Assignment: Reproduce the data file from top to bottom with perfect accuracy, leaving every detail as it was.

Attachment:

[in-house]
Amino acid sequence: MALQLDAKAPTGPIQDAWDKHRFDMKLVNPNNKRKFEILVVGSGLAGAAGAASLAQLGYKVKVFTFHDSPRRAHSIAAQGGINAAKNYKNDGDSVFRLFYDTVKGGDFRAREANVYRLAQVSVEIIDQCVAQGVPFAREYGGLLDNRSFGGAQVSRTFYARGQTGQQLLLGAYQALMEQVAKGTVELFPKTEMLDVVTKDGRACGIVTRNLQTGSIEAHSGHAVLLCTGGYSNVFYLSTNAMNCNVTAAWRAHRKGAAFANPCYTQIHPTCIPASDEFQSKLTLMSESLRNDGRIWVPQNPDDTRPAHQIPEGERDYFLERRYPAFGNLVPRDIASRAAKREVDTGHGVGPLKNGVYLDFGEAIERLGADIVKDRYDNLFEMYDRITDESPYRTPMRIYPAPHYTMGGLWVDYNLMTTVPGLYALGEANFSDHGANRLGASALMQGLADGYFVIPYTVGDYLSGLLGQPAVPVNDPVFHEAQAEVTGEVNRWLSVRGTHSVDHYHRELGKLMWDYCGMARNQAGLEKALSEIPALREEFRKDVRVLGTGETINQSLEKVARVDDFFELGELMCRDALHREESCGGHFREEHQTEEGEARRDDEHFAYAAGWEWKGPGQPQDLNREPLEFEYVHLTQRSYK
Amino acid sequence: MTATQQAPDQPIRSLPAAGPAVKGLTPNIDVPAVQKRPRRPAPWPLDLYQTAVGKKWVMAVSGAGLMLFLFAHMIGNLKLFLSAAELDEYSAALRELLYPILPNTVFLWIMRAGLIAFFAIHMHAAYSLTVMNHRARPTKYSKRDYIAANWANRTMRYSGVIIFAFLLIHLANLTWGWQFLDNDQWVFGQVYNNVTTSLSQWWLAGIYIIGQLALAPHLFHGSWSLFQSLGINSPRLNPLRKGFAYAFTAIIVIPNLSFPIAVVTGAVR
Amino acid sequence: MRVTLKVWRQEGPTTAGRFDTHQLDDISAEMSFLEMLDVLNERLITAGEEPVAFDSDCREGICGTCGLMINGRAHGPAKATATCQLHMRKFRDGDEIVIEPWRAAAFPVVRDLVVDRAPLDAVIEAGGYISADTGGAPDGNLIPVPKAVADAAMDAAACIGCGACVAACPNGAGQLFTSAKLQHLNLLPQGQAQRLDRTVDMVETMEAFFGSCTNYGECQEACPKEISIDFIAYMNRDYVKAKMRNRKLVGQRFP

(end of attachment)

[in-house]
Amino acid sequence: MALQLDAKAPTGPIQDAWDKHRFDMKLVNPNNKRKFEILVVGSGLAGAAGAASLAQLGYKVKVFTFHDSPRRAHSIAAQGGINAAKNYKNDGDSVFRLFYDTVKGGDFRAREANVYRLAQVSVEIIDQCVAQGVPFAREYGGLLDNRSFGGAQVSRTFYARGQTGQQLLLGAYQALMEQVAKGTVELFPKTEMLDVVTKDGRACGIVTRNLQTGSIEAHSGHAVLLCTGGYSNVFYLSTNAMNCNVTAAWRAHRKGAAFANPCYTQIHPTCIPASDEFQSKLTLMSESLRNDGRIWVPQNPDDTRPAHQIPEGERDYFLERRYPAFGNLVPRDIASRAAKREVDTGHGVGPLKNGVYLDFGEAIERLGADIVKDRYDNLFEMYDRITDESPYRTPMRIYPAPHYTMGGLWVDYNLMTTVPGLYALGEANFSDHGANRLGASALMQGLADGYFVIPYTVGDYLSGLLGQPAVPVNDPVFHEAQAEVTGEVNRWLSVRGTHSVDHYHRELGKLMWDYCGMARNQAGLEKALSEIPALREEFRKDVRVLGTGETINQSLEKVARVDDFFELGELMCRDALHREESCGGHFREEHQTEEGEARRDDEHFAYAAGWEWKGPGQPQDLNREPLEFEYVHLTQRSYK
Amino acid sequence: MTATQQAPDQPIRSLPAAGPAVKGLTPNIDVPAVQKRPRRPAPWPLDLYQTAVGKKWVMAVSGAGLMLFLFAHMIGNLKLFLSAAELDEYSAALRELLYPILPNTVFLWIMRAGLIAFFAIHMHAAYSLTVMNHRARPTKYSKRDYIAANWANRTMRYSGVIIFAFLLIHLANLTWGWQFLDNDQWVFGQVYNNVTTSLSQWWLAGIYIIGQLALAPHLFHGSWSLFQSLGINSPRLNPLRKGFAYAFTAIIVIPNLSFPIAVVTGAVR
Amino acid sequence: MRVTLKVWRQEGPTTAGRFDTHQLDDISAEMSFLEMLDVLNERLITAGEEPVAFDSDCREGICGTCGLMINGRAHGPAKATATCQLHMRKFRDGDEIVIEPWRAAAFPVVRDLVVDRAPLDAVIEAGGYISADTGGAPDGNLIPVPKAVADAAMDAAACIGCGACVAACPNGAGQLFTSAKLQHLNLLPQGQAQRLDRTVDMVETMEAFFGSCTNYGECQEACPKEISIDFIAYMNRDYVKAKMRNRKLVGQRFP